August 20, 2013

Are Arctic cyclones chewing up sea ice?

Satellite image of the 2012 Arctic cyclone This satellite image of the Great Arctic Cyclone was taken on August 7, 2012 when the center of the storm rolled into the middle of the Arctic Ocean. (Courtesy LANCE/NASA GSFC)

The Big One

The Great Arctic Cyclone of 2012 lifted out of Siberia on August 2, swirling in a counter-clockwise rotation up into the Arctic. As one of the most extreme Arctic cyclones ever recorded, its consumption of an already low sea ice extent raised many concerns. Now Arctic cyclones are garnering attention, but is all the hype warranted? “People seem to have this thought that all this storminess is unusual,” said Mark Serreze, an Arctic climatologist and center director at NSIDC. “Well it’s not. It simply isn’t. Summer is the time for cyclones.”

Arctic summers are not calm. In fact, the months of August and September see a maximum amount of cyclonic activity. Not every summer is very stormy, but overall, the Arctic is the Arctic for a reason. How much did the Great Arctic Cyclone of 2012 contribute to ice loss? Less than 5 percent, according to a study led by Jinlun Zhang and published in Geophysical Research Letters. The scientists point out that 2012's record loss was 18 percent greater than the previous low, set in 2007, meaning the record low was going to get there with or without the big one.

The rise of cyclones

Adding to confusion of the Arctic’s storminess, the Atlantic side can be calm in the summer. But this isn’t the area being discussed in terms of cyclone activity. In the Northern Beaufort Sea, north of Alaska, summer is tempestuous. “The reason we have storms in the first place is that they do a job—transferring heat and momentum poleward,” Serreze said. In the Northern Hemisphere, winters are stormier because of the temperature gradient between the Arctic, which is dark and cold, and the equatorial regions, which are sunny and warm. “But embedded within that overall pattern, what happens on a regional basis can be quite different,” Serreze said.

During an Arctic summer, temperature gradients develop between the Arctic Ocean and the snow-free land, forming the Arctic frontal zone, where the land heats up strongly in contrast to the ocean along the coast. Most cyclones generate along this frontal zone and then migrate into the central Arctic Ocean. Are the storms getting stronger? “No,” Serreze said. “Most of the evidence is actually showing that the frequency of stormy months is decreasing, favoring fair weather conditions. It’s not clear why, but it’s what’s been observed lately.”

Photograph of Arctic sea ice Scientist Julienne Stroeve took this photograph in September 2012 while aboard the MV Arctic Sunrise as part of a team investigating changes in the Arctic sea ice. (Courtesy J. Stroeve)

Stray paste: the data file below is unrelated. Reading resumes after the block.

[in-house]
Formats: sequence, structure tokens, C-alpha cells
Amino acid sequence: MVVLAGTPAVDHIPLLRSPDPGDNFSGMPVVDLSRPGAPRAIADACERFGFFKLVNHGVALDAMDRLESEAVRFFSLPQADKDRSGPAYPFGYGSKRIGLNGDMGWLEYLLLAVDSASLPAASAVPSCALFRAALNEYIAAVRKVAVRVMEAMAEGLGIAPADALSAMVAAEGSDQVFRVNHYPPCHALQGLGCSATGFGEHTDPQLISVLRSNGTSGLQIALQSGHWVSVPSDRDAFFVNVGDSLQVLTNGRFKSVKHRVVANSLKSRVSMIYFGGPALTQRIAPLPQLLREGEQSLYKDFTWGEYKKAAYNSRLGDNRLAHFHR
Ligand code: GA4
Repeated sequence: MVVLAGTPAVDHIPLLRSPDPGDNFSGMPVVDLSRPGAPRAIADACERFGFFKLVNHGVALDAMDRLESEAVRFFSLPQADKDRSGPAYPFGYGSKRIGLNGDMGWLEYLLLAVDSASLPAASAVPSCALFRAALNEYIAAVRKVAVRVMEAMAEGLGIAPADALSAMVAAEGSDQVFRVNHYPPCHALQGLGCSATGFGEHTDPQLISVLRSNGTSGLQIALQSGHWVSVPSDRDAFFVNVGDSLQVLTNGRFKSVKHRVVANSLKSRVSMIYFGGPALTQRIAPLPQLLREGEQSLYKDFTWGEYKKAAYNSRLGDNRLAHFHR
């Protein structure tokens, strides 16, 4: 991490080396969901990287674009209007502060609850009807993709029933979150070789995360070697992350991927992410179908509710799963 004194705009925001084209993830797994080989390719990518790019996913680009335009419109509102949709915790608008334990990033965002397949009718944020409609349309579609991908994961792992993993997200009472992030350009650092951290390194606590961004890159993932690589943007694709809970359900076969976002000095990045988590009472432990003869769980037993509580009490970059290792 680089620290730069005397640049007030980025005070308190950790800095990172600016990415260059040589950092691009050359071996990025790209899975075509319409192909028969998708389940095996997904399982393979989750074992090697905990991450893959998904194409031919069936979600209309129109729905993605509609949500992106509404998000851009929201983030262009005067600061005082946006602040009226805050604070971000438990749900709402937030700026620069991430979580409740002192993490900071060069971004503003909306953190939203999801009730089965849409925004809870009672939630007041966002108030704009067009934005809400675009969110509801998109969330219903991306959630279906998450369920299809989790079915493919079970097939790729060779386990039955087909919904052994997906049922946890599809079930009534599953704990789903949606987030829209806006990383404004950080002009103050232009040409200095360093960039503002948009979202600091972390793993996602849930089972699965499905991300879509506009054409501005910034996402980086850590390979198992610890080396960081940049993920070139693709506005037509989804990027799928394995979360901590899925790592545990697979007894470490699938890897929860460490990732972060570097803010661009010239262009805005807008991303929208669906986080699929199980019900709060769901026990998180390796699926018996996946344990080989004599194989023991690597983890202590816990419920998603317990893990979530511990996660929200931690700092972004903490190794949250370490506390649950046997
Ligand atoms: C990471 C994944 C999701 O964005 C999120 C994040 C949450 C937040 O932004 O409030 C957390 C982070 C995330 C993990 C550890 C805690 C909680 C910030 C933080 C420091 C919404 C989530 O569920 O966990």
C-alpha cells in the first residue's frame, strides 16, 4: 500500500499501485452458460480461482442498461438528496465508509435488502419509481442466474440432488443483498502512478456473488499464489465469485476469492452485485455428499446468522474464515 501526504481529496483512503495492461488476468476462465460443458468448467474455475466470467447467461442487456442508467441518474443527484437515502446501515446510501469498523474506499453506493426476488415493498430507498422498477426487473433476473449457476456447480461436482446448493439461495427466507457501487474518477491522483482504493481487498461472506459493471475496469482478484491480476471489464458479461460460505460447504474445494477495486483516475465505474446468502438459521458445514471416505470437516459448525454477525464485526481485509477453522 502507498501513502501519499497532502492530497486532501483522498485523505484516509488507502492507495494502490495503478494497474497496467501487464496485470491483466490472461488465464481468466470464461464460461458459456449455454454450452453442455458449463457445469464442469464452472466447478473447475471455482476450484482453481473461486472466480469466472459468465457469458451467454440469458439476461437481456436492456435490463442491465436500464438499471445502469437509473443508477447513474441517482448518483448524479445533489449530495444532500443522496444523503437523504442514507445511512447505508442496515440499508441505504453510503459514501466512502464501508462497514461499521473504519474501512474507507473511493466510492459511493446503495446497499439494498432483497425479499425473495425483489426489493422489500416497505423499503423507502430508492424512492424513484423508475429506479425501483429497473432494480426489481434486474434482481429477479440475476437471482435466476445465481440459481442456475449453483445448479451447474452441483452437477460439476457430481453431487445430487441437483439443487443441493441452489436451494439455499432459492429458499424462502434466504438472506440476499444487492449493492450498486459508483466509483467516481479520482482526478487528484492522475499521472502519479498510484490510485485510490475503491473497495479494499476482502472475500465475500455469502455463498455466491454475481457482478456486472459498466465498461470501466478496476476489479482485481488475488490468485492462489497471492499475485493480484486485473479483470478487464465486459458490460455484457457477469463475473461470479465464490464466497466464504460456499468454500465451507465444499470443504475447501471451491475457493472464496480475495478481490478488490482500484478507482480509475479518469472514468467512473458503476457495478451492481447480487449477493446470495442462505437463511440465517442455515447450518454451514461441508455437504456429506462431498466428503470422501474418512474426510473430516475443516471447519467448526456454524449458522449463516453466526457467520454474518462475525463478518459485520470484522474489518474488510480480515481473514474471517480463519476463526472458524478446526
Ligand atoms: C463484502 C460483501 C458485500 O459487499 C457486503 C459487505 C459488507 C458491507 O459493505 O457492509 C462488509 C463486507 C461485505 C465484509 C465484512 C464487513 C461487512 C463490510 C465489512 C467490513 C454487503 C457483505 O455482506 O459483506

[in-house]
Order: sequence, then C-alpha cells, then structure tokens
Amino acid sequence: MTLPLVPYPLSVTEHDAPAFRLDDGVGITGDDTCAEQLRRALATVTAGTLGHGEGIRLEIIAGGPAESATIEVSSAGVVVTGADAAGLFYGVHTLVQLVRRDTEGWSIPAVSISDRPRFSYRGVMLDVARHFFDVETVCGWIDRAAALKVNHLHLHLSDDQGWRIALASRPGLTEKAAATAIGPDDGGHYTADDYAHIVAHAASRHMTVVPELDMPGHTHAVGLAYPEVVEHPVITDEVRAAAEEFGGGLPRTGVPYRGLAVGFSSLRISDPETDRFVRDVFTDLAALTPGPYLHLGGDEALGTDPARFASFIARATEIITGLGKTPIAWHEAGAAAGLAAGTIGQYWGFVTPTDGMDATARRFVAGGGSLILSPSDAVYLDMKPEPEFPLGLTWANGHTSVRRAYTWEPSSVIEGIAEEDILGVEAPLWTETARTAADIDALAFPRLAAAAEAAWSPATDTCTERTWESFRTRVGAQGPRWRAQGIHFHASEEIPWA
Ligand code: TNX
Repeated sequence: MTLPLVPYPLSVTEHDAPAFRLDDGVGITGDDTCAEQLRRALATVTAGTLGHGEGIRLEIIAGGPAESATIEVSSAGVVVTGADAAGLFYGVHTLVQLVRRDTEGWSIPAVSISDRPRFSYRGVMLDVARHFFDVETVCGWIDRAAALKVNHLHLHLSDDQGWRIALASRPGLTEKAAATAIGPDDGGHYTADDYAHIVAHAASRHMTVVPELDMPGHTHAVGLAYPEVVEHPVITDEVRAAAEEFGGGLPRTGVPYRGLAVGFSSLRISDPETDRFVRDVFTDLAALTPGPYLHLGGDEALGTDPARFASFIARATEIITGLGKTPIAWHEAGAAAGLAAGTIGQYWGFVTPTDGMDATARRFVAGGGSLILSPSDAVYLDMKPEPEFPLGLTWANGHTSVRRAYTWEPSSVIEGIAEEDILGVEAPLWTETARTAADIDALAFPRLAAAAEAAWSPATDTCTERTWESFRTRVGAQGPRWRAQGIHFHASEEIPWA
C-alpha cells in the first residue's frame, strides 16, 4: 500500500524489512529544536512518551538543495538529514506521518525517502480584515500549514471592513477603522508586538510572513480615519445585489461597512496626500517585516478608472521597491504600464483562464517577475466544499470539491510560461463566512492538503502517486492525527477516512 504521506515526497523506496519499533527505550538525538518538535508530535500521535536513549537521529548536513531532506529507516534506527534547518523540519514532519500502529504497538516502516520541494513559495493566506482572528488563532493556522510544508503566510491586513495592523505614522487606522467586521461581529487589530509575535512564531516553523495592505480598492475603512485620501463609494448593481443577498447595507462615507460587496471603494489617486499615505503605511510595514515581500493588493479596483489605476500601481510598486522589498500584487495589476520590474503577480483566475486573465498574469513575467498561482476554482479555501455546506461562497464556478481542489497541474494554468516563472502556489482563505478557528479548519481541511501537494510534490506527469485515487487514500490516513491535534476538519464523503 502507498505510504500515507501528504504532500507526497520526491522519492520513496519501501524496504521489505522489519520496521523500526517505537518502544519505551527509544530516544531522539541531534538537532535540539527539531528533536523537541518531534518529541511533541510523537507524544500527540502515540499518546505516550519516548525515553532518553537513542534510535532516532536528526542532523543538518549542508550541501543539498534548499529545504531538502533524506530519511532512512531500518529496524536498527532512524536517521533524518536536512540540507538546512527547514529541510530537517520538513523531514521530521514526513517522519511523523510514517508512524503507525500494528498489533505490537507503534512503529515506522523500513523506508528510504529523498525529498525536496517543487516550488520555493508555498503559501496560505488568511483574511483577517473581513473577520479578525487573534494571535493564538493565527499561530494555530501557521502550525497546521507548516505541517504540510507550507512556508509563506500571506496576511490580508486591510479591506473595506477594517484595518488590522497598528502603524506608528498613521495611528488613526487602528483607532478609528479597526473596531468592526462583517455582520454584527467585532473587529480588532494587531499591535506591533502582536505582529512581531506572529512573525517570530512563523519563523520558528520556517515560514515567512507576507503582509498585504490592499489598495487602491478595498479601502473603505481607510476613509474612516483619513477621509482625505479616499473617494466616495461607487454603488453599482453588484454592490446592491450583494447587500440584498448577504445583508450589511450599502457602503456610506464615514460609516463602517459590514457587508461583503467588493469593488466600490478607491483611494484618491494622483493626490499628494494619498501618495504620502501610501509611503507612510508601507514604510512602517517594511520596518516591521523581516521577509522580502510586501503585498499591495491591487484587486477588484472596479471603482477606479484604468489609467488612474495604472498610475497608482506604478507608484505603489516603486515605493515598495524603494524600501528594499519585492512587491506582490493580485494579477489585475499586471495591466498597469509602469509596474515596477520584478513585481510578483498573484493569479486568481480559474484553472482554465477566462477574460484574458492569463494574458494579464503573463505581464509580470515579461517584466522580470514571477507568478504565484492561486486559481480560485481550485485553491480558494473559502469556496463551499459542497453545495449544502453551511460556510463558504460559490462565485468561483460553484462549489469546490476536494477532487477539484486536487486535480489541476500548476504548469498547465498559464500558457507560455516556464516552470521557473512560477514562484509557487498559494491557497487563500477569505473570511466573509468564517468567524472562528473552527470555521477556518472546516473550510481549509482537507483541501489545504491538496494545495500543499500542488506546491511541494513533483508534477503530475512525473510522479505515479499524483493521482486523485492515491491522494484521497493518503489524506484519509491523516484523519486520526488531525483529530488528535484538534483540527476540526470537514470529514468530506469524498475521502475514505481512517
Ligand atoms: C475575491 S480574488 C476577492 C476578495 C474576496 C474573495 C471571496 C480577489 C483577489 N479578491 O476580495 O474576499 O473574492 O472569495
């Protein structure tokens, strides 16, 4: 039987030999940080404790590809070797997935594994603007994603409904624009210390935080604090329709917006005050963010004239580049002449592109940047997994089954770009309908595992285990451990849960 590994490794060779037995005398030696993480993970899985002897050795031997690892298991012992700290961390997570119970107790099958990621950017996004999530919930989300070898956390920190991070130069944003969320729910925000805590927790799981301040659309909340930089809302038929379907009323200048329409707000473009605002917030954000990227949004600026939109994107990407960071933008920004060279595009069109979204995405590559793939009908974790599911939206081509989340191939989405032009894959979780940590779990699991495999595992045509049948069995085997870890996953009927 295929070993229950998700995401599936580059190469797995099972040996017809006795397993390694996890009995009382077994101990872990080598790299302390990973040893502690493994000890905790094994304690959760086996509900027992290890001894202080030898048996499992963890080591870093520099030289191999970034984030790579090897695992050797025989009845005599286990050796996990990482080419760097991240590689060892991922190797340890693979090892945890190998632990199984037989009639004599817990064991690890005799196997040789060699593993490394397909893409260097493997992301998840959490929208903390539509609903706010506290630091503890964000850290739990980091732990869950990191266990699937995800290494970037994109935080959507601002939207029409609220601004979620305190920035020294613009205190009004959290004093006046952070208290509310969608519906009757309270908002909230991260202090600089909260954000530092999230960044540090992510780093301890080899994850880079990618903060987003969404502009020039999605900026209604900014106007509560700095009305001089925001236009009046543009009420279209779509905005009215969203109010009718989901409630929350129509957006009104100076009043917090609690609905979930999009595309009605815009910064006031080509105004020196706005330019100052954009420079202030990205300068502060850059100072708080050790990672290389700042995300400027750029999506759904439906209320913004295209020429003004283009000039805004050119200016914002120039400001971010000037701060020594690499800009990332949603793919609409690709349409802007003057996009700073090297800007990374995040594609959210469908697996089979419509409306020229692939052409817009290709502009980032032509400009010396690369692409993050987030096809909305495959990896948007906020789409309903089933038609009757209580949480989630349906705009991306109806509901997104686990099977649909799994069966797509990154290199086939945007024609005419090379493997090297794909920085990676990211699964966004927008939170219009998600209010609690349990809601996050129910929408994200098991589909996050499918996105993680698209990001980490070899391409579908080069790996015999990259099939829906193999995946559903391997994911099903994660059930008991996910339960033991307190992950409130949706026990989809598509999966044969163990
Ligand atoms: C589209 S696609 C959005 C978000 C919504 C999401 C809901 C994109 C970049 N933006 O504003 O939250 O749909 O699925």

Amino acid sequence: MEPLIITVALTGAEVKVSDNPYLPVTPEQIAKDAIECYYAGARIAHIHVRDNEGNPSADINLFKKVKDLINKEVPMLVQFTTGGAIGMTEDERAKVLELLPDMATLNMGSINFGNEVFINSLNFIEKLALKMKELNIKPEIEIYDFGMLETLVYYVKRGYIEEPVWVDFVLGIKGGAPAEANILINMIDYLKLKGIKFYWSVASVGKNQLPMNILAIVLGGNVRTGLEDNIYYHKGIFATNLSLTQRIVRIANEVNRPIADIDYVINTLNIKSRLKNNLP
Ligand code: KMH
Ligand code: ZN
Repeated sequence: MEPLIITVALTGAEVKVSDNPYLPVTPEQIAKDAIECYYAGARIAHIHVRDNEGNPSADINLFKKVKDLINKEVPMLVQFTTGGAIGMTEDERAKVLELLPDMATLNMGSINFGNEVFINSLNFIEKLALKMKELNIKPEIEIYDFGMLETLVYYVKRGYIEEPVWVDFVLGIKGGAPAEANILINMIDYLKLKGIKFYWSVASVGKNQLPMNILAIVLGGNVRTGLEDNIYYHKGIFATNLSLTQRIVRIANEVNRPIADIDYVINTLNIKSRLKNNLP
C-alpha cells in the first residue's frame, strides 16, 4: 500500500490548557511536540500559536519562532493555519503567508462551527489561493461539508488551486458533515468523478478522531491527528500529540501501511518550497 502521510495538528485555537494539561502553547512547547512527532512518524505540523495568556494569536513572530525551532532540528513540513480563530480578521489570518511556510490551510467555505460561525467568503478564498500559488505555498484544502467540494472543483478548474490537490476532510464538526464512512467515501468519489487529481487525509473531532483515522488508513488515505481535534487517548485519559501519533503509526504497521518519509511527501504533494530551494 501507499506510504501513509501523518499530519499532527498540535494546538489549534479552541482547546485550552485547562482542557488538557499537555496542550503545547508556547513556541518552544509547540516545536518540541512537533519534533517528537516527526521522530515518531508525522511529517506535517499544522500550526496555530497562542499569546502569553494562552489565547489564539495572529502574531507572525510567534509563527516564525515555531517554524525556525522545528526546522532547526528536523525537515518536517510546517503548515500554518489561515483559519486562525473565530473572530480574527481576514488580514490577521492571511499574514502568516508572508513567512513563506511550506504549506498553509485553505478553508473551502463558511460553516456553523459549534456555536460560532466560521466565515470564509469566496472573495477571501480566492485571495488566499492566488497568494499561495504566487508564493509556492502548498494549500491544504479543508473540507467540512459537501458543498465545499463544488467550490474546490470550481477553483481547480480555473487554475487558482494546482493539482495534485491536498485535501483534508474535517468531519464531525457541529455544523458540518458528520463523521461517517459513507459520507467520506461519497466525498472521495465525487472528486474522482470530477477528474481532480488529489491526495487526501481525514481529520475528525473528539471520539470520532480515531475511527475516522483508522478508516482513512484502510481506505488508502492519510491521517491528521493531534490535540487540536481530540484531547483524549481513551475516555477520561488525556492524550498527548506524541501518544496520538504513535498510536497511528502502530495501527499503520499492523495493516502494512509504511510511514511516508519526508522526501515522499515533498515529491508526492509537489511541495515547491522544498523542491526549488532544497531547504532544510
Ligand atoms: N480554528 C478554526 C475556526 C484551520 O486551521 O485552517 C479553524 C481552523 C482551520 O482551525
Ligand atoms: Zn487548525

What do cyclones do to sea ice?

Cyclones do three things to sea ice. They spread out ice to cover a larger area, forming space between ice floes, and increasing ice extent. They bring on cool conditions. And they cause precipitation, which even in the peak of summer is still between 40 to 50 percent in the form of snow. Storms are good for the Arctic. Snow reinforces ice by increasing the amount of sunlight reflected back into the atmosphere, helping to cool the region. When rain falls, it is near freezing; so it doesn’t melt snow like a warm rainstorm over snow banks in lower latitudes. “Statistically speaking,” Serreze said, “summers with lots of cyclones have less ice loss than summers with fewer storms. That’s pretty clear.” That’s what happened this past June. A stormy pattern slowed the rate of ice loss. “Having said that,” Serreze said, “the impacts of an individual storm may not follow that rule, and maybe importantly, the rules are starting to change.”

When a storm breaks up the ice causing ice sprawl, it accelerates ice loss because the darker spaces of open ocean water, absorb more solar energy and increase melting. “If you looked at it that way,” Serreze said, “okay, I’d buy it. But that’s not the only thing that’s happening.” Stormy patterns bring on cool conditions and more precipitation, which tends to increase ice extent. However, individual cyclones may start to change the rules, putting more emphasis on ice break up as a factor in ice loss. Scientists don’t quite know yet if that is the case. Serreze warned, however, that at some point, the ice becomes so thin it doesn’t matter if there’s a storm or not. “It’s just going to melt anyhow,” he said.


Zhang, J., R. Lindsay, A. Schweiger, and M. Steele. 2013. The impact of an intense summer cyclone on 2012 Arctic sea ice retreat. Geophysical Research Letters 40: 720-726, doi:10.1002/grl50190.

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